Plymouth Prowler

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Was the Plymouth Prowler a Hot Rod or a day-to-day street car? The jury is still out on that question but aficionados of both options did a lot of grumbling. Time magazine even called it one of the 50 worst cars of all time. But was that title really deserved?

Let's look at the hot rod aspect first of all. Critics complained that it had a V6 engine rather than a V8. However the original 1997 single overhead camshaft 3.5 litre engine produced 214 horsepower rising to 253 horsepower for the 1999 model. Low down torque was not as great as in Chrysler's V8 engines but in horsepower there was not very much difference and the Prowler was so light that acceleration was reasonable anyway. But not neck jerking! And then a common cry was: 'where is the gearstick?' There wasn't one. The gearbox was a four-speed automatic; unheard of in a serious rodder.

Top speed was not exactly earthshaking either. With the 1997 engine 118 mph could be expected, or 126 mph with the 1999 engine. Creditable speeds indeed but hardly hot rod standard.

And how did it perform as a streetcar? Forget about carrying the shopping home in the boot, once the top was folded back into it you would do well to squeeze a pack of cheese slices in. This was considered to be such a drawback that a trailer was an optional extra; this had wheels and paintwork to match the car. The towbar on the car, however, was to be used only for this trailer and towing anything else would have invalidated the manufacturers warranty.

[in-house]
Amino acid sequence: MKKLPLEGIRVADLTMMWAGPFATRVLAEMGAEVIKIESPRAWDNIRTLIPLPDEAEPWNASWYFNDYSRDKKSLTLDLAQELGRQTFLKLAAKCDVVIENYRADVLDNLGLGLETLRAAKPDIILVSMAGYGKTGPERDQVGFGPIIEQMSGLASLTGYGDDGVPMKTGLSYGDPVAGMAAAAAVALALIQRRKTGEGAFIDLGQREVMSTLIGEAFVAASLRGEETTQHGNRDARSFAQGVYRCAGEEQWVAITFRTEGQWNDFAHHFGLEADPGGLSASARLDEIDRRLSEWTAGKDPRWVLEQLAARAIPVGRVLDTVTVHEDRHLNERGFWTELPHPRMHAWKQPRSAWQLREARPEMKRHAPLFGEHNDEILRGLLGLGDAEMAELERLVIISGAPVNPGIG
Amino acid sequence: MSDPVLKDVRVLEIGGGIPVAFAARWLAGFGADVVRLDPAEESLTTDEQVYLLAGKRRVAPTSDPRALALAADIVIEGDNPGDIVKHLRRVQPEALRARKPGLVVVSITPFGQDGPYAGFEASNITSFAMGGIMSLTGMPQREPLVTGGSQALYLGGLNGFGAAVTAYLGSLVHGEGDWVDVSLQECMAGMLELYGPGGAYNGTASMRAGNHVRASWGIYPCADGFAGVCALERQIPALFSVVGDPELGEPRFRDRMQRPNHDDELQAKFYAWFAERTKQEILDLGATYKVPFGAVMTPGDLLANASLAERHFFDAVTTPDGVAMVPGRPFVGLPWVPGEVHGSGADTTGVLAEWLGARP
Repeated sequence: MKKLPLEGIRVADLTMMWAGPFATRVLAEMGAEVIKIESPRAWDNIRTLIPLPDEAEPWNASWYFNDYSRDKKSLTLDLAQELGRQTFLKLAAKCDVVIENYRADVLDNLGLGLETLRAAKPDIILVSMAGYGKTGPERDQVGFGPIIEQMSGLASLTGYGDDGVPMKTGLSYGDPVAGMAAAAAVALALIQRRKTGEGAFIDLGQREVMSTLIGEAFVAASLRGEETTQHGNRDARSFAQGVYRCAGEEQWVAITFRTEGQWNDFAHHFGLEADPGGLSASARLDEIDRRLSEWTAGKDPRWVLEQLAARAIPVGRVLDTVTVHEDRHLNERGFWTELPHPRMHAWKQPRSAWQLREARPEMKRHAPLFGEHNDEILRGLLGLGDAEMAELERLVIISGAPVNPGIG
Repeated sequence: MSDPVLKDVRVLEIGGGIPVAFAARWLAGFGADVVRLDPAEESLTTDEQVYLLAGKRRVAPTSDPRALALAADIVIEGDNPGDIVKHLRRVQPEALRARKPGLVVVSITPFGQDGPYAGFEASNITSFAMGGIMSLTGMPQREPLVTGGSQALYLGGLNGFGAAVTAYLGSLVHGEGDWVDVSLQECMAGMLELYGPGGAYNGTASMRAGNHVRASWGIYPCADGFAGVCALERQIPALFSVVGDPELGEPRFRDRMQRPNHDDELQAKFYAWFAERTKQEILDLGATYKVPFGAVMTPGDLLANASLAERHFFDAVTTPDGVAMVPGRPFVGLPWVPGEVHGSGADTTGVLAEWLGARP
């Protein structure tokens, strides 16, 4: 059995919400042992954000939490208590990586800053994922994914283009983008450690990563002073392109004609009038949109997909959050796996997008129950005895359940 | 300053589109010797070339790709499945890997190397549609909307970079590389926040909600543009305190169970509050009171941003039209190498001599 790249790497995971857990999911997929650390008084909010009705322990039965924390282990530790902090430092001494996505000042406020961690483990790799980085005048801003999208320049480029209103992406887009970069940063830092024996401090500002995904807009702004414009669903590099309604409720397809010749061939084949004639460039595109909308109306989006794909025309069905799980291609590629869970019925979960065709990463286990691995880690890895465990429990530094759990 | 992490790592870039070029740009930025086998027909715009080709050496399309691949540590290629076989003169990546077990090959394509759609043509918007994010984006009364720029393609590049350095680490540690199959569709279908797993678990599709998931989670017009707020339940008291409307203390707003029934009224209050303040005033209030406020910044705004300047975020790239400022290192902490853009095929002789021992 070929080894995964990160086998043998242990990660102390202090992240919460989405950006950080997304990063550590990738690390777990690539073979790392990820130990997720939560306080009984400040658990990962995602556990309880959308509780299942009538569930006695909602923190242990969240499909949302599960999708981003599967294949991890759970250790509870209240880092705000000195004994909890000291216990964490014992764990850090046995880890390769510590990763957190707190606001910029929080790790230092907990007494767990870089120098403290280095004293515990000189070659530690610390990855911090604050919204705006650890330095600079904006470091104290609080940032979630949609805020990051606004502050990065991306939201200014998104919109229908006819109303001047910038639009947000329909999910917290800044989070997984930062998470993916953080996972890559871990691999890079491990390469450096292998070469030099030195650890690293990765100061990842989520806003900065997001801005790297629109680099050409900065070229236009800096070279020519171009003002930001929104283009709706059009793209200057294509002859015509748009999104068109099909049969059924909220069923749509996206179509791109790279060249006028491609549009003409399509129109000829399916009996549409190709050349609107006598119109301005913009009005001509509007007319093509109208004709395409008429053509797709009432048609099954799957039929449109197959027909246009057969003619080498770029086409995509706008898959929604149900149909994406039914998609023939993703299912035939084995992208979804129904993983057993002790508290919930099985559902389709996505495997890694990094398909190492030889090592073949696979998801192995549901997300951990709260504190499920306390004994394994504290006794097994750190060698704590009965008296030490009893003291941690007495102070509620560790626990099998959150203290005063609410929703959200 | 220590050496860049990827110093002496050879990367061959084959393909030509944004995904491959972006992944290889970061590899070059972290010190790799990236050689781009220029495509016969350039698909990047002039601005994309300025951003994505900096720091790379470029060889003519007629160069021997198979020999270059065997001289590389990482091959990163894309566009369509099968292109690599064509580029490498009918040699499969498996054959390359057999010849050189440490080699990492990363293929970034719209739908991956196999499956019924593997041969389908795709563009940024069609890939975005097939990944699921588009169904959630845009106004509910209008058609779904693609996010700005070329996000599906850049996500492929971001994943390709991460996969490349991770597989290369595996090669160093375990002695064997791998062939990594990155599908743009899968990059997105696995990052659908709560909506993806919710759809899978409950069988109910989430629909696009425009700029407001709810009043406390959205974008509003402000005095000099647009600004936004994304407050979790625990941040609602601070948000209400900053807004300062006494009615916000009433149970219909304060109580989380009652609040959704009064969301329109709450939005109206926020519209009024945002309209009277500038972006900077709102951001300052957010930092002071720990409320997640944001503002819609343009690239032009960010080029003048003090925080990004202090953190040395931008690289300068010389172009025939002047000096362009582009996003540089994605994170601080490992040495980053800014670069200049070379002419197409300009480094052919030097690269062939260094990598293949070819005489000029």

However, it had dual airbags, air conditioning, AM/FM stereo, digital odometer, keyless entry, power operated windows and door locks, leather wrapped steering wheel; all features you expect to see in a street car/family car but never in a hotrod in a month of Sundays.

Before all the criticism came in demand for the Prowler exceeded supply at first but subsided later. Altogether during the production years of 1997 to 2002 a total of just 11,702 of them were sold.